“I presented that to her as quickly as I could in her final days, and the suggestion came up that maybe it could be used as a fundraiser. The Ellis Park Wildlife Sanctuary, that my bandmate Warren has an obvious connection with, was very much on Kathy’s mind.”

During her final days, McCoy was presented with the track and it was decided that money raised from the single’s sales would go towards The Ellis Park Wildlife Sanctuary. Founded in 2021, it provides home for animals with special needs who are unable to be released back into the wild due to injuries sustained from maltreatment by humans. Fellow Bad Seed Warren Ellis and his family donated land to the Jakarta Animal Aid Network to help establish the sanctuary.

After McCoy’s passing and while waiting for approval from Dylan’s publishing team, Sclavunos reached out to McCoy’s family to ask if money could also be donated to the humanitarian crisis in Ukraine.

From here, Sclavunos also had a whole solo album planned with another solo single due to be released before Autumn. “I wanted to get this out first, he said. “I’ll be putting out things fairly regularly. I’ve been working on my record since before the pandemic.”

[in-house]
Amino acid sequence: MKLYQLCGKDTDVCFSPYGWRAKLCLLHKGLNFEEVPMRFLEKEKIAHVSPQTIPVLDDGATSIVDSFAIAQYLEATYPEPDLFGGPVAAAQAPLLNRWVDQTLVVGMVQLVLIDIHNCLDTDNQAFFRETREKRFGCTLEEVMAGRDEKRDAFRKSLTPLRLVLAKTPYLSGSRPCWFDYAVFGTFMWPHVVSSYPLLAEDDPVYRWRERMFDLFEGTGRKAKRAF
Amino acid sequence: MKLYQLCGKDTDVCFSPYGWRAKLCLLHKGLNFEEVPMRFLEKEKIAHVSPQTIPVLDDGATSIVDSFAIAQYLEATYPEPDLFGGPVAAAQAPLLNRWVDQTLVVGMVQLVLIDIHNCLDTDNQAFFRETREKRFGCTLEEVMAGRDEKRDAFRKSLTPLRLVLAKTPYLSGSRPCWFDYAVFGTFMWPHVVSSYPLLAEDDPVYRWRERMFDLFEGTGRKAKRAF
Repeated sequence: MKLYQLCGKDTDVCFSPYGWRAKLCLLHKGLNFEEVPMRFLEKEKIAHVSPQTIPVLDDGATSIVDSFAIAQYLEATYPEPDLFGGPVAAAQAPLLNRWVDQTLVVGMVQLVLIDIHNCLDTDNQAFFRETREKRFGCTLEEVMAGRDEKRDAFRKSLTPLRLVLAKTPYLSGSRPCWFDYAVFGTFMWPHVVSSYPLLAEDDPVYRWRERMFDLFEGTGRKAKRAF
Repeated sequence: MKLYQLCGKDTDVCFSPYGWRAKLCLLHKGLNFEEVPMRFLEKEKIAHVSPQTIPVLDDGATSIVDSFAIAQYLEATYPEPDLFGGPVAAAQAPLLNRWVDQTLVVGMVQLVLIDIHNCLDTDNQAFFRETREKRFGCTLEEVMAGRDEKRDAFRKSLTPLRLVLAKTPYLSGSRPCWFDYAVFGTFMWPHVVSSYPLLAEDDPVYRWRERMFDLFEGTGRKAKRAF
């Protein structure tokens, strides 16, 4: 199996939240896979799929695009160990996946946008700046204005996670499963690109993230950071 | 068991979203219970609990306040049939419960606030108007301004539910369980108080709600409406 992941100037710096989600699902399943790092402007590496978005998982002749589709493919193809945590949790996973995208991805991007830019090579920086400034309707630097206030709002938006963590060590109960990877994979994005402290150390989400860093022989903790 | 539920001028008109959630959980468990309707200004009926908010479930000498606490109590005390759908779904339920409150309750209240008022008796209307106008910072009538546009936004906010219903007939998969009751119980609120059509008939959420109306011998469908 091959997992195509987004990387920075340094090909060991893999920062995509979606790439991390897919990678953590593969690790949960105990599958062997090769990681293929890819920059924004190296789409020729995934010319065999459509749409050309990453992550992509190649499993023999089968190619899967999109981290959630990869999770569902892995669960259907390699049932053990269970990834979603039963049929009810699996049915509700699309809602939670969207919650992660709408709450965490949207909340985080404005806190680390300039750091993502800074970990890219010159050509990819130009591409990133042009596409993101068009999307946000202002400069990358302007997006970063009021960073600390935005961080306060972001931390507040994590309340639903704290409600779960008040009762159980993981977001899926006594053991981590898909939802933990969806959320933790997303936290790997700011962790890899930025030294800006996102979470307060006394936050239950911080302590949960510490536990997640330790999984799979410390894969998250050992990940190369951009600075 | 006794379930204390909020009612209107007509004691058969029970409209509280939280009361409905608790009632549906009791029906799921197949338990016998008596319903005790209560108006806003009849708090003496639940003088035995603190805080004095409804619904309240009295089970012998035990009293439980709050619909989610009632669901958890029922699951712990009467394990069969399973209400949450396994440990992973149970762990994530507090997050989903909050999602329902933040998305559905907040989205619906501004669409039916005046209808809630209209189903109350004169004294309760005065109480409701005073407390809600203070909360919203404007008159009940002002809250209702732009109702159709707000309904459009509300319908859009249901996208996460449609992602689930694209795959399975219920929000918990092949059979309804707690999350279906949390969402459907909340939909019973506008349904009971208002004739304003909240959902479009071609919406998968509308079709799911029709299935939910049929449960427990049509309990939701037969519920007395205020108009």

Asked about the vibe of the rest of his material, the drummer revealed: “It’s a little bit out of my comfort zone. Some of them are turning out quite stripped-down and ballad-like. I used to have a band called The Vanity Set, that was a bit of a free-for-all with a tuba player – a little bit silly and a little bit of cabaret craziness.

“It remains to be seen how [my solo material] will be received! I’m not known as a singer by any means. It’s not an unusual move – I have predecessors like Phil Collins, Ringo Starr and even Taylor Hawkins! It’ll be interesting to see whether people take to it or not.”

Nick Cave
Nick Cave & The Bad Seeds. Credit: Cat Stevens.

Meanwhile, this summer will also Sclavunos reunite with The Bad Seeds for a long run of festival dates – a prospect which he said made him feel “absolutely elated”.

“It’s been a long time coming,” he said. “It’s like riding a bicycle – get back on, you’re wobbly at first, and then zooming away.”

Sclavunos remained tight-lipped about what the shows would involve (“Why spoil the surprises?”) as well as whether or not the band were back at work on writing and recording new material. “I don’t know what I can say about that,” he added. “All shall be revealed!”

After a critically-acclaimed tour for Cave and Ellis’ 2021 album ‘Carnage‘, The Bad Seeds will be hitting the road throughout the summer – including a headline date at London’s All Points East Festival on Sunday August 28. Visit here for tickets and more information.

This Much I Know To Be True, a new Andrew Dominik-directed film about Cave and Ellis’ collaborative relationship, will be released on May 11. Faith, Hope & Carnage, a new book from Nick Cave and Seán O’Hagan, follows on September 20.